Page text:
Interview: Country House & Interiors (1988)

This interview was published in the December issue of Country Homes & Interiors.

Between The Acts

by Caroline Suter

The Stephen Joseph Theatre in the Round lies next to an Alcatraz of a Tesco in the seaside resort of Scarborough, but manages to ignore it quite successfully. It occupies a Victorian building, once a school, and its Artistic Director is that familiar chronicler of the genteel knife in the back, Alan Ayckbourn.

Staff perch in tiny offices up narrow stairways; there is a cupboard sized room for props and a spartan rehearsal room. Like most theatres backstage, everything is battered, cramped and dusty. Alan Ayckbourn's office is positively luxurious in comparison. It has a window that actually opens, a bowl of fruit, a glass topped table, sofa and chairs.

He has worked in the theatre since the age of seventeen (he will be 50 next April), has directed over 100 productions and written 36 plays. His 34th,
Henceforward..., opens at London's Vaudeville Theatre on 16 November with Ian McKellen and Jane Asher. When we meet, Ayckbourn is busy getting a total of four productions for the 1988 summer season at Scarborough on stage. He has the air of a man with a coiled spring inside him, but he couldn't be nicer, more helpful, more patient.

Henceforward... asks two questions," he begins. "Is what the creative artist does relevant to what goes on, or is it a sideshow; and, as technology continues to grow, will the creative artist's role still be there? I don't really answer them except to say that there are times when one feels, as a so-called creative artist, totally irrelevant. In the nuclear shelter, I probably wouldn't get precedence over the plumber. Creative artists often do detach themselves from the real world, and they plunder from it quite freely. People tell you things and then look at you reproachfully as they see it all trotted back.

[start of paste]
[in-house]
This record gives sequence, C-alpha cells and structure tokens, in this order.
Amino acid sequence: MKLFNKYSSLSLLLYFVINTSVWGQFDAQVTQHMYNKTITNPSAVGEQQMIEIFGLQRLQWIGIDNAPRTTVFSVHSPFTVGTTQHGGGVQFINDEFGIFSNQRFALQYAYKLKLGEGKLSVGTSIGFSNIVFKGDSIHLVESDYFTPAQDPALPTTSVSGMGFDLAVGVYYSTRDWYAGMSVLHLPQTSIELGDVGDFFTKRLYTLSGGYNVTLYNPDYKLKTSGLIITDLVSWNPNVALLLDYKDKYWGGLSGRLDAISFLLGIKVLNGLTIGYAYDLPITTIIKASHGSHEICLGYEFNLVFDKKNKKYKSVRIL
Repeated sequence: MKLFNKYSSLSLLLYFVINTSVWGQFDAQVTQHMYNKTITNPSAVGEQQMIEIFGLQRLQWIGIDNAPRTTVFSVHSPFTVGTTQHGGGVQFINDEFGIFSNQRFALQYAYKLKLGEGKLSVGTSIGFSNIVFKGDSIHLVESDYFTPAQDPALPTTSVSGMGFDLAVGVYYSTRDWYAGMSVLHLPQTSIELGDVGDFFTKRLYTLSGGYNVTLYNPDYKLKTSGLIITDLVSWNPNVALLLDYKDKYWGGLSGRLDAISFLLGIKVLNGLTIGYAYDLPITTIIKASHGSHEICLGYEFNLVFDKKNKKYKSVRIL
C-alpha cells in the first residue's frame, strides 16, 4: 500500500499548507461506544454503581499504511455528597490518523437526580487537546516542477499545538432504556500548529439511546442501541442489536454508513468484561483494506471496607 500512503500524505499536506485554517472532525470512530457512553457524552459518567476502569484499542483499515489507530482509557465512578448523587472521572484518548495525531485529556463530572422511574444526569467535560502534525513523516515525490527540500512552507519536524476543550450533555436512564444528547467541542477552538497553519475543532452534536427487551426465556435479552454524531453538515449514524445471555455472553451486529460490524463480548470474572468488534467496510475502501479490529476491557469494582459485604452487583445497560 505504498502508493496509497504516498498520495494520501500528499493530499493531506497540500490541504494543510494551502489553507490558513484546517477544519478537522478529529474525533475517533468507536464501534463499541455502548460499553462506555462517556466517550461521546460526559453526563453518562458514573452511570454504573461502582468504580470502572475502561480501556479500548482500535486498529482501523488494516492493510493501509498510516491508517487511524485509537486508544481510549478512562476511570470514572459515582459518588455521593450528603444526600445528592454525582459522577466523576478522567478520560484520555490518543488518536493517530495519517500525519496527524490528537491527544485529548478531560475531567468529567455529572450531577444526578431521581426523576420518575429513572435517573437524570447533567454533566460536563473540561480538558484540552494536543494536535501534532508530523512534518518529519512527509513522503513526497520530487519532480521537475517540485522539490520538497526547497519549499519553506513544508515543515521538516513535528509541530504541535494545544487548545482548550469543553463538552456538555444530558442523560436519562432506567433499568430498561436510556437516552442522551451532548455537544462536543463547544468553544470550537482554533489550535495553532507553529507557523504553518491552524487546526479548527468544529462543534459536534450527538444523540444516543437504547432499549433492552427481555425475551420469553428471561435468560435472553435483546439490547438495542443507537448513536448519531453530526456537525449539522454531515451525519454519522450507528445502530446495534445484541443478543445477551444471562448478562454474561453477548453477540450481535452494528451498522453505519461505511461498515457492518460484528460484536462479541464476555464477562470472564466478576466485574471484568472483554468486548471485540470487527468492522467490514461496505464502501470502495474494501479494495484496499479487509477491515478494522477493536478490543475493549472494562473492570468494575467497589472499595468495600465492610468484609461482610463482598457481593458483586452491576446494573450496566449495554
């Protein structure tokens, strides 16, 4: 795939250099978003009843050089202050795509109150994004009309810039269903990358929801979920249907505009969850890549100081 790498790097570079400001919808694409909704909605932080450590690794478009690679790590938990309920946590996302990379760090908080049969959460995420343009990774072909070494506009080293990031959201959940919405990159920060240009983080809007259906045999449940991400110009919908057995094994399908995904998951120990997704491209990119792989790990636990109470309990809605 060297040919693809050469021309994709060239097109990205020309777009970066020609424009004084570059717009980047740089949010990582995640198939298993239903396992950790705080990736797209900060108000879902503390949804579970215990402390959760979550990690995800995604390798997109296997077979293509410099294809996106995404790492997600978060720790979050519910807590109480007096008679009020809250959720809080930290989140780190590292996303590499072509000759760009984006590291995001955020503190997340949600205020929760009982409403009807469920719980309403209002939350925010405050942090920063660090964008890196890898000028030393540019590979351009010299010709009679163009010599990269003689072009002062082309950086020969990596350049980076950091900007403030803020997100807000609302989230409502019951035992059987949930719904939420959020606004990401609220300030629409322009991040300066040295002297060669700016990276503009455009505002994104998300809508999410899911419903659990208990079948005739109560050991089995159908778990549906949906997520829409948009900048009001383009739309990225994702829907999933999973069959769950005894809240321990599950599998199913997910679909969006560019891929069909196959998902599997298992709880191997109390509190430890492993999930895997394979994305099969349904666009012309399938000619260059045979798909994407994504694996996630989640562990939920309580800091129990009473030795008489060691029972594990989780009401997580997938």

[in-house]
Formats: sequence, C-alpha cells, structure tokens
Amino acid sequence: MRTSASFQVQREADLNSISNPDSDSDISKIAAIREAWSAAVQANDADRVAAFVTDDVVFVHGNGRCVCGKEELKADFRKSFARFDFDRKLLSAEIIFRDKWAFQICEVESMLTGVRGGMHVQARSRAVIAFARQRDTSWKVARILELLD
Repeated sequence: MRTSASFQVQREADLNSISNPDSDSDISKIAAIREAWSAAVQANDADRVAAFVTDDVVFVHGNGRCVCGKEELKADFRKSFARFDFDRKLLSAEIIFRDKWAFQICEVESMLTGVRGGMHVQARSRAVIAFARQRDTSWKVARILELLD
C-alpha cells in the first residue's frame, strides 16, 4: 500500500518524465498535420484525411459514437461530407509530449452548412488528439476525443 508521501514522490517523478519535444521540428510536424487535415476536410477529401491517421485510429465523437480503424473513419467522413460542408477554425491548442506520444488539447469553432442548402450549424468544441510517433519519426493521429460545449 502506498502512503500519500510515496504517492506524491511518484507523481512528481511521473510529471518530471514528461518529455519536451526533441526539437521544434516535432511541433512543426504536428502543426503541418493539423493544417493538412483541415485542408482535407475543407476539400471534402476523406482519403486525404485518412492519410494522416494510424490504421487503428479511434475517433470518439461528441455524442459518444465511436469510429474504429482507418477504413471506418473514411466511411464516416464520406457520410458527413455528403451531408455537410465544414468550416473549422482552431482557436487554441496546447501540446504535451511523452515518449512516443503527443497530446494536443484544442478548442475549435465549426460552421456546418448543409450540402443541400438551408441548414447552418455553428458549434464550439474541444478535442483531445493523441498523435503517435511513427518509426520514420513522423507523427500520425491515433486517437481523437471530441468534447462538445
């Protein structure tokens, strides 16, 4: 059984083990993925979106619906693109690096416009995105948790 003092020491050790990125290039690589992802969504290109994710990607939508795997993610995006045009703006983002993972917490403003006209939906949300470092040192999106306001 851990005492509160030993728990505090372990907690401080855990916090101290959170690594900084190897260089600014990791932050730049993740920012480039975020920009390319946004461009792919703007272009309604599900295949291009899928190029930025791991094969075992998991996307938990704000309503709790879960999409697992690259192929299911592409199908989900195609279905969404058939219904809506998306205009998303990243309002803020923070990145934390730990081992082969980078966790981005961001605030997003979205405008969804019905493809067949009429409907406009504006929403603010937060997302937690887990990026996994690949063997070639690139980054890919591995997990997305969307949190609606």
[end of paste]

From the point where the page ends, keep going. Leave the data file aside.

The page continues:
"Jerome (the hero of
Henceforward...) is a composer who makes sound by all the modern methods that render most musicians redundant. He uses human voices and to do so, he leaves the tape recorders running all day and all night so nobody in any room of the house is safe. As a result his wife and daughter have upped and left. The play is about his attempts to get his family back - if nobody's talking into your tape recorder, you're stuck.

'It's quite bleak for a play of mine, but it's quite funny. He's inherited an electronic nursemaid with a tendency to murder the children it looks after, so he's got this homicidal tin lady hanging around. He's moulded her into the shape of his wife so he can abuse her in the evenings. The play's full of fables and parables, about how men try to alter women. I'm a great science fiction fan, and it's got bits of that, a touch of
Psycho, and of The Fall of the House of Usher, a very gothick play. It's quite a departure for me, known as I am for people bickering over dinner."

Many feel his plays are getting blacker -
A Small Family Business, for instance, deals with blackmail, drug addiction and murder. Certainly they are harder and tougher than of old.

"The early plays, like
Relatively Speaking, are not by anyone I ever knew, but there it is. As you search for new material, you enter areas that are not obvious comic material. I've probably already said all that I can about people living together."

He himself lives with actress Heather Stoney in the old part of Scarborough, in a Georgian house with Victorian additions, garden and cat called Bollinger. The house, once a vicarage, previously belonged to
Stephen Joseph, founder of the theatre Ayckbourn has run since 1972. By origin he is Home Counties, born in London in 1939 and moving with his mother to Staines, then Sussex, when his parents separated.